From chatbots to AI, from digital onboarding to the employee experience – it all revolved around the use of innovative technology. Organizations that were quick to adopt new tech, or perhaps already had them in place pre-pandemic, undoubtedly weathered the COVID storm better than their more ‘traditional’ rivals. A recent report from ADP found that greater innovation is expected to lead to organizational growth in 2022, with more and more businesses turning to tech to drive efficiency and close the skills gap.
In the near future, HR’s reliance on authentic innovation is expected to deepen. One area that HRD Canada’s research found to be growing in popularity was innovation’s role in employee upskilling and – by association – retention.
“There’s a need to facilitate further employee development,” says Masud. “According to ADP Research Institute’s ‘People at Work: A Global Workforce View’ report, 28% of staff have taken on new or changing roles as labour markets have shifted and business priorities have evolved. Now, many staff members want to continue their journey by adding new skills and certifications to help broaden their horizons. While this makes employees more valuable, businesses can only reap the benefits if they provide ongoing opportunities for skills development and career growth.”
The truth is that the pandemic changed the very idea of innovation in the HR field, and what was once a generic buzzword is now an integral part of organizational strategy. What the future holds for HR and the employee experience is still unclear. The only thing we can be certain of moving forward is that innovation will be a part of it.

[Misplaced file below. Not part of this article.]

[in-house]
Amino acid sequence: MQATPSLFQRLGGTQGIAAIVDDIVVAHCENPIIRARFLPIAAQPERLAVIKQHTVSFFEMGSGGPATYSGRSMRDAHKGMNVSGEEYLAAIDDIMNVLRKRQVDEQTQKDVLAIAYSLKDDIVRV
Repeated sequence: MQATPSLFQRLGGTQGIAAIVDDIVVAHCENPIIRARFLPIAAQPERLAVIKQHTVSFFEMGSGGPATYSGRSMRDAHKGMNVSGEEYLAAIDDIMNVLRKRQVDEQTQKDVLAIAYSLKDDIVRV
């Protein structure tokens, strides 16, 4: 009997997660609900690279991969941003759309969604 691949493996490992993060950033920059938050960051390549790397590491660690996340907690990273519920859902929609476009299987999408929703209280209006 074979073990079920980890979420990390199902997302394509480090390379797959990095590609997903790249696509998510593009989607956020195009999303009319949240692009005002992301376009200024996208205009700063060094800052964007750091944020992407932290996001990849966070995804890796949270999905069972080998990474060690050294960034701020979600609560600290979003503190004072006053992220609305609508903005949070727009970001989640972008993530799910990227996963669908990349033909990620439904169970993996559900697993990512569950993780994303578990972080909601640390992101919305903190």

HRD Canada’s Innovative HR Teams 2022 report recognizes firms that are breaking boundaries to move the HR industry forward in what has been a tumultuous year — whether it’s by taking a progressive approach to recruitment, introducing new technology or rolling out a ground-breaking reward and recognition strategy. The report offers HR teams a unique benchmarking opportunity to see how their initiatives compare to those of the profession at large.
Readers were invited to submit entries showcasing HR teams that have agile, bold and forward-thinking people strategies. Nominations focused on areas including talent management, diversity and inclusion, health and wellness, and HR technology. Initiatives introduced and results achieved in 2021 were highlighted. HRD Canada objectively assessed each entry for detailed information, true innovation and proven success — along with benchmarking against the other entries — to determine the winners.